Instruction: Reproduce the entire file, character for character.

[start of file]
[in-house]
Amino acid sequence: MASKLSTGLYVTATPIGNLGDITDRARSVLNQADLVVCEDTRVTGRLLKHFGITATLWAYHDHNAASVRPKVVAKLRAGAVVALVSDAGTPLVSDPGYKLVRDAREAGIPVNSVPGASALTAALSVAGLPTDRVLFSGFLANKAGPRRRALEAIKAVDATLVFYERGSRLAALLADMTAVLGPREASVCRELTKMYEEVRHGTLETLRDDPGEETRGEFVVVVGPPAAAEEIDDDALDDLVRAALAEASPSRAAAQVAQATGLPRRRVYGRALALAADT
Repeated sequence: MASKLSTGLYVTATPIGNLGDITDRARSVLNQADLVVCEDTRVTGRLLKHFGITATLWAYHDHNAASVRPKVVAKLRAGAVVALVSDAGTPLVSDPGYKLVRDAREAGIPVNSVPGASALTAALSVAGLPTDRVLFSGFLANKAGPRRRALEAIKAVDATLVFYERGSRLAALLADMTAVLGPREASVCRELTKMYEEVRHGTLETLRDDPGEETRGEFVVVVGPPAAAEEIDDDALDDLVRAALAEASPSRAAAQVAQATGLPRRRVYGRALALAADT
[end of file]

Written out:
[in-house]
Amino acid sequence: MASKLSTGLYVTATPIGNLGDITDRARSVLNQADLVVCEDTRVTGRLLKHFGITATLWAYHDHNAASVRPKVVAKLRAGAVVALVSDAGTPLVSDPGYKLVRDAREAGIPVNSVPGASALTAALSVAGLPTDRVLFSGFLANKAGPRRRALEAIKAVDATLVFYERGSRLAALLADMTAVLGPREASVCRELTKMYEEVRHGTLETLRDDPGEETRGEFVVVVGPPAAAEEIDDDALDDLVRAALAEASPSRAAAQVAQATGLPRRRVYGRALALAADT
Repeated sequence: MASKLSTGLYVTATPIGNLGDITDRARSVLNQADLVVCEDTRVTGRLLKHFGITATLWAYHDHNAASVRPKVVAKLRAGAVVALVSDAGTPLVSDPGYKLVRDAREAGIPVNSVPGASALTAALSVAGLPTDRVLFSGFLANKAGPRRRALEAIKAVDATLVFYERGSRLAALLADMTAVLGPREASVCRELTKMYEEVRHGTLETLRDDPGEETRGEFVVVVGPPAAAEEIDDDALDDLVRAALAEASPSRAAAQVAQATGLPRRRVYGRALALAADT